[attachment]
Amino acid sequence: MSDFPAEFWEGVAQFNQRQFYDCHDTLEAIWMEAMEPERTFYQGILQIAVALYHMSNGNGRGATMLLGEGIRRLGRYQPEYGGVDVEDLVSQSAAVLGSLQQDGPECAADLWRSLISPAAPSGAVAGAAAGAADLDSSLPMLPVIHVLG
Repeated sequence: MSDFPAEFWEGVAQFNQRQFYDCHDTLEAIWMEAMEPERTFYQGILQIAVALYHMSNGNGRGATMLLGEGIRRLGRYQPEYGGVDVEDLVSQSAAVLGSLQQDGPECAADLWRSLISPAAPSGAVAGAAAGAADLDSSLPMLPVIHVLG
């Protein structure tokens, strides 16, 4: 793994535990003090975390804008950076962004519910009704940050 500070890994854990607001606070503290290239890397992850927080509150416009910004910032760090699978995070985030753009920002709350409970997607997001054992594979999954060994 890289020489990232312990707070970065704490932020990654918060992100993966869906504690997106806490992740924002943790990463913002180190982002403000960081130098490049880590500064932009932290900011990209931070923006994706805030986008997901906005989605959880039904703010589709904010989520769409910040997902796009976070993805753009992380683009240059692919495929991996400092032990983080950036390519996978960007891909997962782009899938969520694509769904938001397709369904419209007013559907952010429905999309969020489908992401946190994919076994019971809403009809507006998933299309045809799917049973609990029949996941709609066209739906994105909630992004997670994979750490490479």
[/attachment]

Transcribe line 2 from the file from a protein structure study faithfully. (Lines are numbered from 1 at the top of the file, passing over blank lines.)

Repeated sequence: MSDFPAEFWEGVAQFNQRQFYDCHDTLEAIWMEAMEPERTFYQGILQIAVALYHMSNGNGRGATMLLGEGIRRLGRYQPEYGGVDVEDLVSQSAAVLGSLQQDGPECAADLWRSLISPAAPSGAVAGAAAGAADLDSSLPMLPVIHVLG